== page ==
I missed our classes viewing of "Wit" the other day, so instead of participating in the class discussion, I had to answer these questions, instead. Suits me fine.
Dr k is presented as the archetypal phd-md, detached the from the human element of his work. He makes the error of assuming that, since they were both professors, the protagonist would have the same cultural context for her condition. His interactions with vivian seem nearly inhuman from the audiences perspective. The rigours and requirements of research is something vivian links black to her own experiences in research. This commonality seemed to be central to vivian's decision to sacrifice the remainder of her life to the advancement of knowledge. Although dr k's behavior might seem monsterous, it is consistant with the relationship formed in the opening scene, a relationship of academic collegiality. The reminder here is not to treat personal tradegies as routine, even if they are to you.
The fellow has a similar yet opposite problem. He's inexperienced, but shares the same absorption into the complexity of the science. That's his job, but 'bedside manner' is not a priority for him. Despite his bungles, I think he accidently did a good thing when he shared his deep passion for his work with vivian, she saw her own passion for the great mysteries of life and death echoed bac to her from someone she taught. The end of the movie implies there may be hope for the fellow, as he finally admits he's made a mistake and advocates for his patient at the expense of his research.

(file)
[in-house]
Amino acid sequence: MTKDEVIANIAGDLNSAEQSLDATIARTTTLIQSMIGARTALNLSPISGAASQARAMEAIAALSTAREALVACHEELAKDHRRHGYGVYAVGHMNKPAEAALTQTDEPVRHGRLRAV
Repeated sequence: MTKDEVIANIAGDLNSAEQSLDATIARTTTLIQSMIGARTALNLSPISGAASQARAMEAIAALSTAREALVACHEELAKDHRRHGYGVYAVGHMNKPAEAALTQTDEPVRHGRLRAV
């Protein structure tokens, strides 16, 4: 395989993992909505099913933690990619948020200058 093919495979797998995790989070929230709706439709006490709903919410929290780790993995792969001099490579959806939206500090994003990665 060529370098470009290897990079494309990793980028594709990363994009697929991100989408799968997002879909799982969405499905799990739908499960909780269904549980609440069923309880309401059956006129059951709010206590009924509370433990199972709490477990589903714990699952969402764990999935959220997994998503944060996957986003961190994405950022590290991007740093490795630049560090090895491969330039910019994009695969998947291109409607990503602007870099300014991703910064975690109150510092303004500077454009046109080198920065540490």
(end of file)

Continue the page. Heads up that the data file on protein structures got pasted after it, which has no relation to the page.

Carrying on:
Susie represents a rare, isolated presence in the scope of the movie. The fellow rags on her for not having a well rounded education, however she's the only one actually meeting vivians needs during the entire film. The two points of view come together here, and the interaction hit home to me, the teasing represents the struggle of these disparate facets of care provision to reconcile and learn from one another. The nurse could benefit from educational enrichment, while the fellow could use some grounding in immediate reality. The teasing masks veiled flirting, which offers hope that the human factor will cross pollinate te thinking towards improvement.
The ct guy represents the ultimate in non-care, leaving vivian in the scanning room while taking a break, detached from her care but also uncaring about it, treating it as an assembly line job.
To my mind, vivian agreed to the treatment so she could spend her death the same way she spent her life. Sacrificing the empty, playful moments of her life for the advancement of knowledge and scholarly rigor. We see her regrets, her passions and and her pride played out in her interactions with the healthcare team, where she satirizes her environment while appreciating the same paradoxes that interested her and motivated her throughout her life. Vivians own detachment subjects her to a withdrawn state that leads her to rely exclusively on her caregivers to determine what she needs. I can't say what lead to her decision to be DNR, besides the obvious rational analysis of her situation.